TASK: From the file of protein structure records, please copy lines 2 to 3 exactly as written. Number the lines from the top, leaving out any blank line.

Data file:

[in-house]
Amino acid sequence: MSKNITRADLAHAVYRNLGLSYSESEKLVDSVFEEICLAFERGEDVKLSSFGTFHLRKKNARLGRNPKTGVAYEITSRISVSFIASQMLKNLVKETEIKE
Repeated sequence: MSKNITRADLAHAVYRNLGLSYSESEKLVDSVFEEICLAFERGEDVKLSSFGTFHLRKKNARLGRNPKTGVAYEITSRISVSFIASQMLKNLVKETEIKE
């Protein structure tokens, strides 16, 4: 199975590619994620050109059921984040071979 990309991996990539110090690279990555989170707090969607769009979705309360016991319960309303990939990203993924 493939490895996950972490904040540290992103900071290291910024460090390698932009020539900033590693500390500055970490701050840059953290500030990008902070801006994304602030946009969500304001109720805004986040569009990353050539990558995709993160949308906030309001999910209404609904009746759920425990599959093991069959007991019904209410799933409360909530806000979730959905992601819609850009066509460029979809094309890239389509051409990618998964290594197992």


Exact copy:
Amino acid sequence: MSKNITRADLAHAVYRNLGLSYSESEKLVDSVFEEICLAFERGEDVKLSSFGTFHLRKKNARLGRNPKTGVAYEITSRISVSFIASQMLKNLVKETEIKE
Repeated sequence: MSKNITRADLAHAVYRNLGLSYSESEKLVDSVFEEICLAFERGEDVKLSSFGTFHLRKKNARLGRNPKTGVAYEITSRISVSFIASQMLKNLVKETEIKE